Echoes from Brazil
The 2014 Elections in Perspective
There is a remarkable effort to oblige the elector to do what he does not want to, simply for lack of options. This effort is evident in the massive and brutal pressure of the media – spoken and written – to favor the left. The people have no chance to express their opinion.
Top, Katia Abreu shamelesssly gives her public support to communist president Dilma; bottom, Bishop Demetrio Valentini endorses Rousseff's platform
Nonetheless, as election day approaches, she appears in photo-ops as a friend of representatives of the rural landowners. She is also visiting members of the Landowners Association who, unfortunately, are giving support to her. Kátia Abreu, for example, president of the National Federation of Agriculture, the main organ of ranchers, farmers and agricultural entrepreneurs, received Rousseff with open arms.
Marina Silva, candidate of the Socialist Brazilian Party (PSB), adds a radical green agenda to her socialist program. Notwithstanding, her campaign has been financed by Maria Alice Setubal, heir to the owner of Brazil’s second largest private bank, Bank Itaú.
In an article published September 7, 2014, in the Folha of São Paulo, journalist Ricardo Mendonça notes, “With the support of a growing right and center-right, it appears that Marina Silva will come in even with President Dilma Rousseff in the first round of the elections for president, and will defeat the latter in the second round.”
At the same time, the strength of the right and center-right electorate is clearly strong, but they lack a representative in the political scenario.
This current could find its spokesman in Senator Aécio Neves, ex-governor of the State of Minas Gerais and head of the PSDB – Brazilian Social Democratic Party. In thesis this would be the party of the opposition, but Neves has avoided “polemical subjects;” he is only concerned about a show of efficiency and good administration. He should be the natural candidate of the conservatives, but he is not. The media, leaders of entrepreneurs, the financial world and his political partisans also do not lend him support or encourage him.
The entrepreneur class
An expressive leader of Brazilian entrepreneurs is Salim Matar, who took on the task of defending free initiative and allowing more investment opportunities. In a recent interview with Veja magazine, he complained about the exaggerated growth of the State, the raise in taxes and the anti-capitalist position of the PT, which has had three successive terms (12 years) in the government.
As Rousseff eats in a simple restaurant, an 80 year-old woman tells her: 'You are a liar. You destroyed my retirement. We had enough of you. Go away.'
About the possibility of the socialist candidate Marina Silva becoming president he said: “Any new government will work if it ends the hegemony of the PT. When this happens, the country will improve. The present day government (PT) has a platform against capitalism, free market, foreign investments, ethics, and liberty of individuals and the press. The victory of any other candidate will end this hegemony of the PT. No one can bear it any longer!”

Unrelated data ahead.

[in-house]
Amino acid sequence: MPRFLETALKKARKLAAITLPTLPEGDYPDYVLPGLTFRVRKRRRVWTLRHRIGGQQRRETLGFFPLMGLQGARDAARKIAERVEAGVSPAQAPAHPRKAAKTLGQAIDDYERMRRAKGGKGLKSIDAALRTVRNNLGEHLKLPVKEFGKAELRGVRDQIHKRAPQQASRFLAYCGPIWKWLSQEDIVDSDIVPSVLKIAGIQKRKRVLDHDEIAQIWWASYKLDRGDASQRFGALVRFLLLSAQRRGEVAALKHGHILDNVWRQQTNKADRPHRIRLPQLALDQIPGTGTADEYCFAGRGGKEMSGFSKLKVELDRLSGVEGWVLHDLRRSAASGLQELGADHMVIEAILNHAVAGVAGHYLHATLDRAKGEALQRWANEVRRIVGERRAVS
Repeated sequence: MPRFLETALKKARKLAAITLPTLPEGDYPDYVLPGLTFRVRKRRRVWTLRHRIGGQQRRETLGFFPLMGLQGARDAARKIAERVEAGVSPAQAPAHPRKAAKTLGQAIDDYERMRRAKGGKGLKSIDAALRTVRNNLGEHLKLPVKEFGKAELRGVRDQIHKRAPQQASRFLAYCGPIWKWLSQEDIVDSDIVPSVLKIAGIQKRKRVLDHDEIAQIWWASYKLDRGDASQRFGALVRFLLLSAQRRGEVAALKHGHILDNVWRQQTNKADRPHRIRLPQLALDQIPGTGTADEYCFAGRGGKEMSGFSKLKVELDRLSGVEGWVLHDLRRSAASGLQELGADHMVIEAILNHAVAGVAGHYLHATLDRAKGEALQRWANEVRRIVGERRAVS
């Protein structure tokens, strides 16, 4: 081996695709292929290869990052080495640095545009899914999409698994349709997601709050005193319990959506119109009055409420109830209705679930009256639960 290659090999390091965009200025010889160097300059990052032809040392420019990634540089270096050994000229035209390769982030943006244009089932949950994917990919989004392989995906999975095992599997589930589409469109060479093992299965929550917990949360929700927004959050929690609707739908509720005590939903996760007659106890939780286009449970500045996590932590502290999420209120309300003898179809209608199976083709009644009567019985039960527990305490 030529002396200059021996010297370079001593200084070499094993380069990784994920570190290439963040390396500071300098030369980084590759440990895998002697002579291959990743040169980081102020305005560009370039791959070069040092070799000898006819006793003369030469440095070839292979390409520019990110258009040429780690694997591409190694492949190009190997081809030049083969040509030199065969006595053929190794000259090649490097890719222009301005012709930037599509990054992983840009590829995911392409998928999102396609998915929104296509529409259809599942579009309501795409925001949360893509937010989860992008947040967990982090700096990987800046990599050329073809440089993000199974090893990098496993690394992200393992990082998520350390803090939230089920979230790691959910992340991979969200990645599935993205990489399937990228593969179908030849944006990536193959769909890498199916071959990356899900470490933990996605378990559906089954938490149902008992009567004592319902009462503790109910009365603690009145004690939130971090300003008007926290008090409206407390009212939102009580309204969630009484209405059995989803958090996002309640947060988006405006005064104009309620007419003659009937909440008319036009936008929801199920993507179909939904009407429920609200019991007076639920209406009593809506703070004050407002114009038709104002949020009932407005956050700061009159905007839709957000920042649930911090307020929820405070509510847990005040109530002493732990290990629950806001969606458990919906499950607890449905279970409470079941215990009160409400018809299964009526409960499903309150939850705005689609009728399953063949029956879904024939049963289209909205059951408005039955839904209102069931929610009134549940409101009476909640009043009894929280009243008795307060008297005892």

Asked about the position of the entrepreneur class, he replied: “The majority of entrepreneurs wants a change. Many of them do not speak out of fear of retaliation. Every day we hear a new story [of reprisals]. This government uses its force and power and generates fear.”
The military class
A recent episode that took place in the high level of the military milieu sent the government the message that it has lost the confidence of the military. During a a ceremony commemorating Soldiers Day on August 25, four-star General Antônio Martins Mourão, military commander of southern Brazil – the most powerful army of the country – said these words to high ranking officials and his troops: “We still have many internal enemies obstructing our pathway toward progress. Those who imagine we are not vigilant and prepared are mistaken. Let them come!”
To this challenge the entire troop answered in unison: “They will be defeated.”
General Mourao, right, enjoys the support of the troops
The first article of the 1979 Amnesty Law states: “Amnesty is given to anyone who committed political crimes during the period between September 2, 1961, and August 15, 1979.” This phrase has been interpreted until now as giving amnesty to both the communist-socialist partisans as well as the anti-communist military personnel who combated them.
In the last years, however, some government sectors as well as the Order of Brazilian Lawyers – OAB – have made the case that this amnesty applies only to the communist-socialist agents, and not for those who persecuted them. This interpretation generated a law suit, which finally has ended up in the Supreme Federal Trbunal, the Brazilian equivalent of the American Supreme Court.
Depending on the judgment it should issue soon, a “witch hunt” against the military could start, with the re-opening of many processes initiated by communist-socialist sympathizers against the military that were closed. Brazil is thus following the steps of Argentina, whose governing communist-socialist regime retaliated against past actions of their military regimes.
If this happens in Brazil, the military class will not remain passive, as indicated by the message of General Mourão.
What should we expect? A serious division in the military with a strong right-wing that may propose a military government for the large sector of the population that is tired of 12 years of abuse of power by the PT? Would this be accepted by all? Probably not. What may come next? A civil war? A government of compromise between the left and the right? Anything can happen. It is a certainly a situation that demands attention.